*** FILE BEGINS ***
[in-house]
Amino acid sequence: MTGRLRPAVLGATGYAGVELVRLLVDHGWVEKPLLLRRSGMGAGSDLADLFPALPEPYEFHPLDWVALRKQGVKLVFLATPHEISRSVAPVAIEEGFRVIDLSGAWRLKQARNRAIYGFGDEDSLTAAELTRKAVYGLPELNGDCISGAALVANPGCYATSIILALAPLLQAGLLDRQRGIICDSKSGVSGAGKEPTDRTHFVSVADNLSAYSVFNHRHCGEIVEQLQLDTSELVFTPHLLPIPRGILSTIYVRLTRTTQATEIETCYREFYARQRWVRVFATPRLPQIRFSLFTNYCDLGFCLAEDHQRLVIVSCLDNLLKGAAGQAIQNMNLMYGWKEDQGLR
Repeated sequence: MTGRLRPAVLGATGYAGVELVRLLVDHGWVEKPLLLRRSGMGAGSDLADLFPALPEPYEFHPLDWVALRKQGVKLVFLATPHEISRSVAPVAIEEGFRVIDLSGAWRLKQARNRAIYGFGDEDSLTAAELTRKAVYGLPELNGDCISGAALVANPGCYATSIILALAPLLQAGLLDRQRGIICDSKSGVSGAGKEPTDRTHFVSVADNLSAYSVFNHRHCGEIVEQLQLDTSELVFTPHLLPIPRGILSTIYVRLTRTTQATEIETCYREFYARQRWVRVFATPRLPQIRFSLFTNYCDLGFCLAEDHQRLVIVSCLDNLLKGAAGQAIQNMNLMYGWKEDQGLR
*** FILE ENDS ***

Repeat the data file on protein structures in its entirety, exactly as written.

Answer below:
[in-house]
Amino acid sequence: MTGRLRPAVLGATGYAGVELVRLLVDHGWVEKPLLLRRSGMGAGSDLADLFPALPEPYEFHPLDWVALRKQGVKLVFLATPHEISRSVAPVAIEEGFRVIDLSGAWRLKQARNRAIYGFGDEDSLTAAELTRKAVYGLPELNGDCISGAALVANPGCYATSIILALAPLLQAGLLDRQRGIICDSKSGVSGAGKEPTDRTHFVSVADNLSAYSVFNHRHCGEIVEQLQLDTSELVFTPHLLPIPRGILSTIYVRLTRTTQATEIETCYREFYARQRWVRVFATPRLPQIRFSLFTNYCDLGFCLAEDHQRLVIVSCLDNLLKGAAGQAIQNMNLMYGWKEDQGLR
Repeated sequence: MTGRLRPAVLGATGYAGVELVRLLVDHGWVEKPLLLRRSGMGAGSDLADLFPALPEPYEFHPLDWVALRKQGVKLVFLATPHEISRSVAPVAIEEGFRVIDLSGAWRLKQARNRAIYGFGDEDSLTAAELTRKAVYGLPELNGDCISGAALVANPGCYATSIILALAPLLQAGLLDRQRGIICDSKSGVSGAGKEPTDRTHFVSVADNLSAYSVFNHRHCGEIVEQLQLDTSELVFTPHLLPIPRGILSTIYVRLTRTTQATEIETCYREFYARQRWVRVFATPRLPQIRFSLFTNYCDLGFCLAEDHQRLVIVSCLDNLLKGAAGQAIQNMNLMYGWKEDQGLR